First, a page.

Types Of Coffee Machine

What Types Of Coffee Machine Are There?

It’s hard to know what the best coffee machine to buy is. Do drip coffee makers actually make decent coffee? Who wins out of Nespresso vs Keurig? Are pod coffee machines worth the money for pods?

In this guide we can take a look at the different types of coffee machine that exist out there, and which one is the best for your needs.

Drip Coffee Maker

Drip coffee machines are typically the standard machines (many would describe it as the best espresso machine type) you see since they are the most popular. To use, already-ground coffee is placed in a filter and steeped with hot water, which absorbs the coffee’s oils and essences before dripping into the coffee pot for consumption.

Drip machines can make up to several cups of coffee at a time and require little supervision, but they don’t produce the freshest or tastiest coffee. Coffee brewed using the drip method can be weak or bitter, which renders any specialty bean you may purchase and grind up yourself useless

See my review on the best drip coffee maker if this type of machine is what you are after, where I review:

Moccamaster KBT
Bonavita Connoisseur BV1901TS
Behmor Brazen PlusCapresso 485.05 MT600

The French Press

The French press requires a more hands-on approach than most coffee machines, but it is still a popular alternative.

To use a French press, you will need to either grind the beans yourself beforehand or buy a specific course of coffee grind. If you don’t, it can be easy to mess up along the way and fill your drink with coffee grounds. Some people like that, but most probably do not.

The French press method provides a strong, flavorful cup of coffee, but it can be a time-consuming process because you need to be involved every step of the way. Mistiming the process can also result in acidic or bitter coffee.

If you think a French Press is for you, check out my review of the best french press coffee maker where I review three of the best:

Veken French Press Coffee MakerCafe Du Chateau French Press Coffee Maker
Sterling Pro French Press

Pod Coffee Makers or Espresso Machine

These machines make one serving at a time using specialty cups or capsules. Users place the pod – which can be of different flavors or varieties, depending on the brand – in the basket, and water drips through it into a single cup. These machines can be easy to use, but they take a while if you want more than one serving at a time.

I have reviewed quite a few pod coffee makers, and you can check out my review of my top four and my search for the best pod coffee maker here where I review:

Keurig Rivo
Keurig K475 Coffee Maker
Breville BNV250CRO1BUC1 Vertuo Coffee and Espresso MachineNespresso Evoluo

Semi-Automatic Espresso Machine

A Semi-automatic Espresso Machine is the step between Pod Coffee Makers and Bean to Cup machines. You use ground coffee and tamp it down before attaching the handle to the machine to get the boiling water through it under pressure. Unlike bean to cup or super-automatic coffee makers, semi-automatic machines require you to purchase ground coffee or grind your own.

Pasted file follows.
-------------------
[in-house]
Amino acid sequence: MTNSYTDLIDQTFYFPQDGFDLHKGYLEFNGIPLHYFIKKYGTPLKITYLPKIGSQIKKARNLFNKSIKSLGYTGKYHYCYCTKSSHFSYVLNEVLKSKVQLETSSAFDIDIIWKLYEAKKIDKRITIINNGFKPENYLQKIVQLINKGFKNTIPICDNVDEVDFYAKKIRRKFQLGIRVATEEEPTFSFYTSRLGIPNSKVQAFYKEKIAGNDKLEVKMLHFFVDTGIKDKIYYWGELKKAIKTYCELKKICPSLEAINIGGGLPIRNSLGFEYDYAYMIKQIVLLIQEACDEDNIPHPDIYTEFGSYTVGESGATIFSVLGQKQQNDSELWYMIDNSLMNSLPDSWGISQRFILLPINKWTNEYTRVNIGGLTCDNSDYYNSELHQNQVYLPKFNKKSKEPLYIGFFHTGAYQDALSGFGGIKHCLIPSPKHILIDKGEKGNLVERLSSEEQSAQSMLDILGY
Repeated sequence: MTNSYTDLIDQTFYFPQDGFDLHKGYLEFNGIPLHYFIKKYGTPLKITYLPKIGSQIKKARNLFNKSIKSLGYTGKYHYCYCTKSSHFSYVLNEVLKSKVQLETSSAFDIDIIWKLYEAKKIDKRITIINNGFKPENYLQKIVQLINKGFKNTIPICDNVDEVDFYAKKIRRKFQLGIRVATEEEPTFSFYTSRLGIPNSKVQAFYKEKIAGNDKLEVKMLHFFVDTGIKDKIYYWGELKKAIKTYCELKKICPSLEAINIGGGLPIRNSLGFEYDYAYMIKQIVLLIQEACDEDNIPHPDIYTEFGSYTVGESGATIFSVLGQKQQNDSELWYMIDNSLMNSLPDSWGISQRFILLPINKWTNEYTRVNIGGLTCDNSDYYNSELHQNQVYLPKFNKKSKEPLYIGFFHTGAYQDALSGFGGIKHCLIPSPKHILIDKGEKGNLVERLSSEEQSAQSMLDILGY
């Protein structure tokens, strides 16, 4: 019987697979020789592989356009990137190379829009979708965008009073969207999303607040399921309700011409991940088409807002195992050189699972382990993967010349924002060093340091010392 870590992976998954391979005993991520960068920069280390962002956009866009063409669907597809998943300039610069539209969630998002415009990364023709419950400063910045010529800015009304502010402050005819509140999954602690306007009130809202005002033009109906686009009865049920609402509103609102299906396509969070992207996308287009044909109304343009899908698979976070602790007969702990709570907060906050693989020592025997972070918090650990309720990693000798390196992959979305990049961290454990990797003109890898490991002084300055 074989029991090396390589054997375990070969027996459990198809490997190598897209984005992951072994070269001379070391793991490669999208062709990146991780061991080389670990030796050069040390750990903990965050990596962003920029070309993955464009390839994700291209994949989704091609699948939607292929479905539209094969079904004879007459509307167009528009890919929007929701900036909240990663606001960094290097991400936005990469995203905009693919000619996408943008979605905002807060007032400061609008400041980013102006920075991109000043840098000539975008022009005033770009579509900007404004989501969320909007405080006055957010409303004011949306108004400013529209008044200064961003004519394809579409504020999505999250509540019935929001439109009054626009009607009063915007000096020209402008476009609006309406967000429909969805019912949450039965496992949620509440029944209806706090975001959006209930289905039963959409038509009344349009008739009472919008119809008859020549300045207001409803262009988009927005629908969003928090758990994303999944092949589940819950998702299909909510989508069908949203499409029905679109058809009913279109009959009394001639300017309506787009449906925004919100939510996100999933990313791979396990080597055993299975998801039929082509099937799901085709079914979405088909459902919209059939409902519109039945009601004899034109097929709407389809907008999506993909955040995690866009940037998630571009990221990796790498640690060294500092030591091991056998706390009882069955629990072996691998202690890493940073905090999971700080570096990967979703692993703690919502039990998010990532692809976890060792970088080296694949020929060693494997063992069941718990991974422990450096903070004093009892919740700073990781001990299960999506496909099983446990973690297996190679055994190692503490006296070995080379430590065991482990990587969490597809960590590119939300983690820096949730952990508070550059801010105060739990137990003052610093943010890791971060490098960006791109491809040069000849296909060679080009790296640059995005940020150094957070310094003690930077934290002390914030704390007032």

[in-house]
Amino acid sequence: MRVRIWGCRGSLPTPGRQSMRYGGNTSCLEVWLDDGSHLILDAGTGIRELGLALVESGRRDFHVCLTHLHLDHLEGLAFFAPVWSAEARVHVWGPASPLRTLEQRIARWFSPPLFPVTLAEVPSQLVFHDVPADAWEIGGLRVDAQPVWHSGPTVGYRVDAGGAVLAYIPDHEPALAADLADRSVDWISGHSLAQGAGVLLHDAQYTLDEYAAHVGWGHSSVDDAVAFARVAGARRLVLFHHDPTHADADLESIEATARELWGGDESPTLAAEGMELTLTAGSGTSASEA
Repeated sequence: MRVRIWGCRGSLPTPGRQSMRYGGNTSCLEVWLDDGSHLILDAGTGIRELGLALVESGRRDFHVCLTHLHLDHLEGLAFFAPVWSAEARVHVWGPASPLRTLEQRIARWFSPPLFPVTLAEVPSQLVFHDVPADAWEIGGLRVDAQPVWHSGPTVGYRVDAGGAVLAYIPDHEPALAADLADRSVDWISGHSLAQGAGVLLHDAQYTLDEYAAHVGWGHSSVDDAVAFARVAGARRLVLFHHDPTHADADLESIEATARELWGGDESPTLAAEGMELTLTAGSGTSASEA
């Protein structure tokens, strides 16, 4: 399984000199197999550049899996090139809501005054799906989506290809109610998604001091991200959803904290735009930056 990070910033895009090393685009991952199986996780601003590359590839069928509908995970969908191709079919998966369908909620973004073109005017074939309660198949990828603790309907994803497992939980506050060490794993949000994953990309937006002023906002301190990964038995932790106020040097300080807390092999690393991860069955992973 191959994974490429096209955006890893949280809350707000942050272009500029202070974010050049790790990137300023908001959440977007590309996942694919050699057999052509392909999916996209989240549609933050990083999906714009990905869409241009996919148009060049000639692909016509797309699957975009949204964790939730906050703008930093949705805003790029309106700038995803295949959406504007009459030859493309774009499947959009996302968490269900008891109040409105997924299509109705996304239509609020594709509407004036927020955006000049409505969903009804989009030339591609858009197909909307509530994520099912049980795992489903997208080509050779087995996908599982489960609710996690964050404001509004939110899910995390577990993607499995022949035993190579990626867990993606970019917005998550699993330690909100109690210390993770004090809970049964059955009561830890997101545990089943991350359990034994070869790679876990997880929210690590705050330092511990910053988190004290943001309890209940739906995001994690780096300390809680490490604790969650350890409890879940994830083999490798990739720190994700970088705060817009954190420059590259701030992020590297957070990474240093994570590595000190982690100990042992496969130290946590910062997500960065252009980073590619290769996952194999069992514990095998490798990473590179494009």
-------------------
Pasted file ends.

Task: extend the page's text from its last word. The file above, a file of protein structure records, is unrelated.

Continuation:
In my eyes, these are very good starter machines for those wanting authentic espresso shots and a variety of coffee, as once you fill a bean to cup you are stuck with the coffee beans you put in until it is gone, unless you want a lot of hassle. Also Bean to cup machines are better for those who drink A LOT of coffee for the same reason, as beans would go stale if you were having one a day.

Bean to Cup (Super-Automatic Espresso Machine)

Just as its name implies, bean-to-cup machines take the coffee at its most basic stage and turn it into a simple, delicious beverage in minutes. Users buy coffee beans at the store and can choose from different flavors until they find their favorite, or even rotate to keep their options fresh. The machines take the whole beans and grind them automatically, then dispense and tamp the correct amount – saving you plenty of time and effort that it would otherwise take to make such a fresh cup of coffee.
Bean-to-cup machines offer the freshest cup of joe possible (as long as you drink plenty of coffee, see semi-automatic above), and they require little-to-no cleanup to maintain. With bean to cup also comes the aroma of freshly-ground coffee, which is lost in instant or drip coffee.

Click the link and see my review of my top 4 personal favorite espresso machines and I’ll also let you know which is the best super automatic espresso machine. The machines I review are:

Krups Espresseria
Jura C60
Jura Ena Micro 1Jura C65

Other FAQs

Which Keurig should I buy?Is it cheaper to own a coffee machine?
What are the best Nespresso compatible capsules?How do I use coffee roasting equipment?
What is the best office coffee machine?What types of espresso are there?
Why is fresh ground coffee better?What is the best instant coffee?
What are the health benefits of drinking coffee?